Coronavirus: AztraZeneca and J&J press on with vaccine trials

Lucy Harley-McKeown
·2 min read
A man works in a laboratory of Chinese vaccine maker Sinovac Biotech, developing an experimental coronavirus disease (COVID-19) vaccine, during a government-organized media tour in Beijing, China, September 24, 2020. REUTERS/Thomas Peter     TPX IMAGES OF THE DAY
A man works in a laboratory of Chinese vaccine maker Sinovac Biotech, developing an experimental coronavirus disease (COVID-19) vaccine, during a government-organized media tour in Beijing, China, September 24, 2020. Photo: REUTERS/Thomas Peter

COVID-19 vaccine trials are set to resume, with pharma giants saying that they would continue trialling their potential treatments.

AstraZeneca (AZN) has gained approval by regulators to resume the trial of its experimental vaccine, while Johnson & Johnson (JNJ) is gearing up to continue its trial on Monday or Tuesday, the companies said.

The news shows progress is being made in measures to combat the coronavirus. Positive vaccine news usually leads to optimism in the stock market as investors look to a return to relative normality in the economy.

It also comes ahead of the US presidential election, where candidates Donald Trump and Joe Biden’s stance on tackling the virus has the power to sway voters.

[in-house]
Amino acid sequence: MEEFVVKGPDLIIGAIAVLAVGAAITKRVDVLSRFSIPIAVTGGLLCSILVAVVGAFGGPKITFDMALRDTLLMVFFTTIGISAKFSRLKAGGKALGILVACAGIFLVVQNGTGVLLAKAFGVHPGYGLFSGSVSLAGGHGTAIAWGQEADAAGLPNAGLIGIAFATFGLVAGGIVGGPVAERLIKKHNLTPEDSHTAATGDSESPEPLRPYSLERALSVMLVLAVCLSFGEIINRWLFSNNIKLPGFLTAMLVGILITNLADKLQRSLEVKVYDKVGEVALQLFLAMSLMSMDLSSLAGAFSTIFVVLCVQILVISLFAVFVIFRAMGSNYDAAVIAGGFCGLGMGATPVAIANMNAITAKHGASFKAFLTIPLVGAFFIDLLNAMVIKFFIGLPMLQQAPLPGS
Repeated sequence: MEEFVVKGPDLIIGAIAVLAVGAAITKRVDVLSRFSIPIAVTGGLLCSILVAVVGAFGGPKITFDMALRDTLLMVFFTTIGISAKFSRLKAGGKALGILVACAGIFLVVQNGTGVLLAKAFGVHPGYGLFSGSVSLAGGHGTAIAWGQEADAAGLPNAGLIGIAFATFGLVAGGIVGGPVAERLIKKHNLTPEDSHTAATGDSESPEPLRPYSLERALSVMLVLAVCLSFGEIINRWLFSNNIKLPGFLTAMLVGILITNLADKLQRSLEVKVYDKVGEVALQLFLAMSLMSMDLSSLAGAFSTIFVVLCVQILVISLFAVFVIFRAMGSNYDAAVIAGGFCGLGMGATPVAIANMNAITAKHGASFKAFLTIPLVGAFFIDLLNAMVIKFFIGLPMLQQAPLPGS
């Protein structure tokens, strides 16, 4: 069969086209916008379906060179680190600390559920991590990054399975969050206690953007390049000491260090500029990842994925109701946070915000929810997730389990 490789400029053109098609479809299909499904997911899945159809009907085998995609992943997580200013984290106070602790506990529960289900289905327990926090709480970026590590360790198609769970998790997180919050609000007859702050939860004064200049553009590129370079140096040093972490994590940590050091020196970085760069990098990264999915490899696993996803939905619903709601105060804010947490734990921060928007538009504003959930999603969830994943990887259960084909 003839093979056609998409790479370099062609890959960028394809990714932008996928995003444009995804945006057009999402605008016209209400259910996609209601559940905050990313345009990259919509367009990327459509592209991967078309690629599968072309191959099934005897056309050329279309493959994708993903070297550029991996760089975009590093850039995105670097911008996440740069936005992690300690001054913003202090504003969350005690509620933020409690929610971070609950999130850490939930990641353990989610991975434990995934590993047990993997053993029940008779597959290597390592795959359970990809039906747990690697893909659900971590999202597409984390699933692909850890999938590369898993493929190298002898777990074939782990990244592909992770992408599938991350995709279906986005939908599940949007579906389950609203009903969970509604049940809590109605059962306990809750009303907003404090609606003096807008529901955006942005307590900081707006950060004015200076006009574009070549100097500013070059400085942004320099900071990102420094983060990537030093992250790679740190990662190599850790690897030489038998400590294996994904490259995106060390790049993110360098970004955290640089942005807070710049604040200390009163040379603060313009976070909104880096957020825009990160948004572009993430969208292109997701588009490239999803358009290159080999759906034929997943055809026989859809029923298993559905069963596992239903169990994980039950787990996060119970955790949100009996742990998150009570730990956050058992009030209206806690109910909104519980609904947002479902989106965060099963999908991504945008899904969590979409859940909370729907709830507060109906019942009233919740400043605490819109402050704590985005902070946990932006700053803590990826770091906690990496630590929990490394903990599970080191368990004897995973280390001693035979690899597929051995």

Both companies have brokered deals with countries including the US if the vaccine is approved by regulators.

AstraZeneca’s trial had been paused last month, following reports of a serious neurological illness in one of its participants believed to be transverse myelitis. J&J also paused its late-stage trial last week after a study participant became ill.

J&J said that a US safety panel has recommended the drugmaker resume the trial recruitment. No evidence was found the vaccine had been the reason for the volunteer’s illness. The company said it remains on track to produce results from the trial by the end of the year, or beginning of 2021.

According to AstraZeneca, it is not unusual for some trial participants to fall ill during these kinds of trials, but it has been deemed safe to continue by the main US regulator.

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AstraZeneca also said on Friday its deal with Oxford University will let it add up to 20% manufacturing costs to cover additional expenses.

The costs of making the vaccine could exceed $1bn (£77m). These include “clinical development, regulatory, distribution, pharmacovigilance and other expenses," an AstraZeneca spokesman said in a statement.

Observers have expressed fears over a lack of transparency in global deals involving vaccines, with costs factoring into these worries.

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